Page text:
Friday, July 24, 2009
Labour's crushing defeat posted by Richard Seymour
It's all too easy to blame this on Gordon Brown's outstanding inadequacy, the MPs expenses scandal, and Blairite plotting. These are all important factors, and the vapidity of challenges to Brown - James Purnell, of all people - can't inspire Labour voters with much hope of seeing a change in the future. But the collapse of social democracy is not a specifically British phenomenon, as the results from the recent Euro elections demonstrate. That was a continental cull that spared only a few forces to the left of social democracy. Nor is it recent. The decline in party identification is long-term, and the principle reason is that these parties have largely succumbed to neoliberal policies that accelerate inequality, undermine the unionised public sector from where many of their votes come, and erode the income and working conditions of their core supporters. The Labour Party has dealt with this by trying to construct a new electoral coalition that includes sectors of the middle class and the rich, and it was this coalition that once made New Labour seem so indomitable. Their ideological catchphrases were aspiration and enterprise. They courted a culture of conspicuous consumption. But this was based on unsustainable private sector borrowing, and soaring house prices. With the 'credit crunch' and ensuing recession, New Labour no longer looks as if it can meet the aspirations it has volubly acclaimed.
There is an obvious question, though: why don't left-wing voters turn out in greater number to back preferred alternatives? So far, disaffection with New Labour is producing passivity and disengagement rather than electoral insurgency. I can only think it is related to the absence of a general mobilisation against job losses in this recession. Despite very brave stands in particular localised settings against job losses, despite the militancy of the construction workers, these have not yet become part of a mass movement. This could change very quickly when the axe falls on the heavily unionised public sector, but neither the government nor the union leaders want a fight on this territory before the election. The left is right to assume that any one of the struggles going on now, over Vestas for example, could be a trigger for a much wider revolt. But institutional factors don't favour it at the moment.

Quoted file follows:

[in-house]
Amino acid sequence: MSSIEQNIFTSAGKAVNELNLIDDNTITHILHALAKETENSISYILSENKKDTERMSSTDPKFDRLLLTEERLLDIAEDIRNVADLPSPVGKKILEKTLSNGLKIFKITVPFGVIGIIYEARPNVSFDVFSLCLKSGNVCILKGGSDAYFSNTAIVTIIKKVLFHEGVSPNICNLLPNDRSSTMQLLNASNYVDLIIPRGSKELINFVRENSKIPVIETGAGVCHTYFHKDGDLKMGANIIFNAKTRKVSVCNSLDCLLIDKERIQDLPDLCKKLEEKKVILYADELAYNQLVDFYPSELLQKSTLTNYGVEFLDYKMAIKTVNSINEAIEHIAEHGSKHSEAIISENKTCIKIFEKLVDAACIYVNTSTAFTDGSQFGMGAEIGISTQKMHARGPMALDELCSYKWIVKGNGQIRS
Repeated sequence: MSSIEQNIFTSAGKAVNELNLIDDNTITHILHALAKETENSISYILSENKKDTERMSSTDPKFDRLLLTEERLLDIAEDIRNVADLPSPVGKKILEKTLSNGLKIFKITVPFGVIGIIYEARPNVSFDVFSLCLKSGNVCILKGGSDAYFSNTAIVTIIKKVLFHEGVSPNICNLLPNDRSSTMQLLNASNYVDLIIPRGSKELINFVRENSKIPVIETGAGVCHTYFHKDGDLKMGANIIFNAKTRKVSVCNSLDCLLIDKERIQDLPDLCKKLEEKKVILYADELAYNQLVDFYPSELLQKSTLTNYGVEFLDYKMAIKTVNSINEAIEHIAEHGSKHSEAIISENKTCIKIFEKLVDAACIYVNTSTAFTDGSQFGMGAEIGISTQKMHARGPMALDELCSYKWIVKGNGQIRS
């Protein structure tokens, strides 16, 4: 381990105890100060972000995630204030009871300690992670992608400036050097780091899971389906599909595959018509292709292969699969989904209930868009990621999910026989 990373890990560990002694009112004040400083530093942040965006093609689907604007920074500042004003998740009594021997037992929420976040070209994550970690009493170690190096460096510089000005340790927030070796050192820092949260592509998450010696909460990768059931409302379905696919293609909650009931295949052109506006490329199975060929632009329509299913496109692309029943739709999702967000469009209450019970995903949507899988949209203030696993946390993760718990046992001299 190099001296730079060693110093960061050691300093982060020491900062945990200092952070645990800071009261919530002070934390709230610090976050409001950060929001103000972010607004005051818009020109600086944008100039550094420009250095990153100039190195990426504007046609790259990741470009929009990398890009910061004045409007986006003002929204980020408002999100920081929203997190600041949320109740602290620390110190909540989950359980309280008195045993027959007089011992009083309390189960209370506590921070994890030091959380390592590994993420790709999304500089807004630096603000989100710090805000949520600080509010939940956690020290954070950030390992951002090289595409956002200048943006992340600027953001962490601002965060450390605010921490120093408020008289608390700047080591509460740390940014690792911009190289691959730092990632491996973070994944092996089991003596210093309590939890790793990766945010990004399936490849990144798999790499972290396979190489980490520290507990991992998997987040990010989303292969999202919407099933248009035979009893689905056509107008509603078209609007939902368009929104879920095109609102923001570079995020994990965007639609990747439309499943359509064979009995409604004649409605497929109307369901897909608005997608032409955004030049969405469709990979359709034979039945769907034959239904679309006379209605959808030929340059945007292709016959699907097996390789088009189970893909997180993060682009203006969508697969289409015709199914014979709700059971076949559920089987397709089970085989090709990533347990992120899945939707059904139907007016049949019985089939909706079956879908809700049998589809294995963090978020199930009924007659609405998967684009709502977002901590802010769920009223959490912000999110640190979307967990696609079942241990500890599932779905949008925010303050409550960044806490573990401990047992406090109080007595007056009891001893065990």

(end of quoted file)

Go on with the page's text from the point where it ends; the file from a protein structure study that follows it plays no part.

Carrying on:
Aside from this, there is a sort of cultural production of passivity. The reification of socially produced institutions is such that, in the news spectacle, we experience them as almost god-like forces controlling our lives without reason or accountability. There's a surge on the Dow Jones today - phew! - and then it collapses. Asian markets are up - fingers crossed - and then they're down again. GDP figures are falling less rapidly than before, then we learn that it's a false dawn. Investors are confident, then they're fleeing in droves. Our future seems to depend on forces beyond our ability to understand them, much less control them. One of the great challenges in trying to rouse resistance to the loss of jobs and livelihoods is that the very idea of ‘resisting the recession’ can seem incoherent in light of its spectacular autonomy. I assume that this is a powerful factor where working class organisation is weakest, although that ain't necessarily so.
Your diagnoses, correctives, complaints and grievances in the comments thread, please.